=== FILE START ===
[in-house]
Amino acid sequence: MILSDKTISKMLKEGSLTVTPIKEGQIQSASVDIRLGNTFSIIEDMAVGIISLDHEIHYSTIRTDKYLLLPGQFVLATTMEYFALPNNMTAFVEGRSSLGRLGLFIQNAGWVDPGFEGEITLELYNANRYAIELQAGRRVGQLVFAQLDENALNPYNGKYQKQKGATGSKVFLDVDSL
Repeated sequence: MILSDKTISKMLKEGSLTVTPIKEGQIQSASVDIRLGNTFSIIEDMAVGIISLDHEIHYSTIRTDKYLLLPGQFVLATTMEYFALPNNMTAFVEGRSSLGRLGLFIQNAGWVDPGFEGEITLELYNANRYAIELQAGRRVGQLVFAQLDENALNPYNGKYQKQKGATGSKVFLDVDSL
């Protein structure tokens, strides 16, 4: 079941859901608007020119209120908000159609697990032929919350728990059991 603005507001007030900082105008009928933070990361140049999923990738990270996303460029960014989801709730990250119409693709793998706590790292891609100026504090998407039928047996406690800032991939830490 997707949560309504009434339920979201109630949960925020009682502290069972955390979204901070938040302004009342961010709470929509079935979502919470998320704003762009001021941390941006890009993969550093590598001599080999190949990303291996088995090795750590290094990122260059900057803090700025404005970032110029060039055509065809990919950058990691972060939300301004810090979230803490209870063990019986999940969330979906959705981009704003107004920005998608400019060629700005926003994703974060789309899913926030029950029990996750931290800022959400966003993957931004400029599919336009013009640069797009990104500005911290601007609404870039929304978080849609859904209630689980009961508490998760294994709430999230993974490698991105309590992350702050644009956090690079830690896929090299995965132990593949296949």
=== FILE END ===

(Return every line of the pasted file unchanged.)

[in-house]
Amino acid sequence: MILSDKTISKMLKEGSLTVTPIKEGQIQSASVDIRLGNTFSIIEDMAVGIISLDHEIHYSTIRTDKYLLLPGQFVLATTMEYFALPNNMTAFVEGRSSLGRLGLFIQNAGWVDPGFEGEITLELYNANRYAIELQAGRRVGQLVFAQLDENALNPYNGKYQKQKGATGSKVFLDVDSL
Repeated sequence: MILSDKTISKMLKEGSLTVTPIKEGQIQSASVDIRLGNTFSIIEDMAVGIISLDHEIHYSTIRTDKYLLLPGQFVLATTMEYFALPNNMTAFVEGRSSLGRLGLFIQNAGWVDPGFEGEITLELYNANRYAIELQAGRRVGQLVFAQLDENALNPYNGKYQKQKGATGSKVFLDVDSL
């Protein structure tokens, strides 16, 4: 079941859901608007020119209120908000159609697990032929919350728990059991 603005507001007030900082105008009928933070990361140049999923990738990270996303460029960014989801709730990250119409693709793998706590790292891609100026504090998407039928047996406690800032991939830490 997707949560309504009434339920979201109630949960925020009682502290069972955390979204901070938040302004009342961010709470929509079935979502919470998320704003762009001021941390941006890009993969550093590598001599080999190949990303291996088995090795750590290094990122260059900057803090700025404005970032110029060039055509065809990919950058990691972060939300301004810090979230803490209870063990019986999940969330979906959705981009704003107004920005998608400019060629700005926003994703974060789309899913926030029950029990996750931290800022959400966003993957931004400029599919336009013009640069797009990104500005911290601007609404870039929304978080849609859904209630689980009961508490998760294994709430999230993974490698991105309590992350702050644009956090690079830690896929090299995965132990593949296949």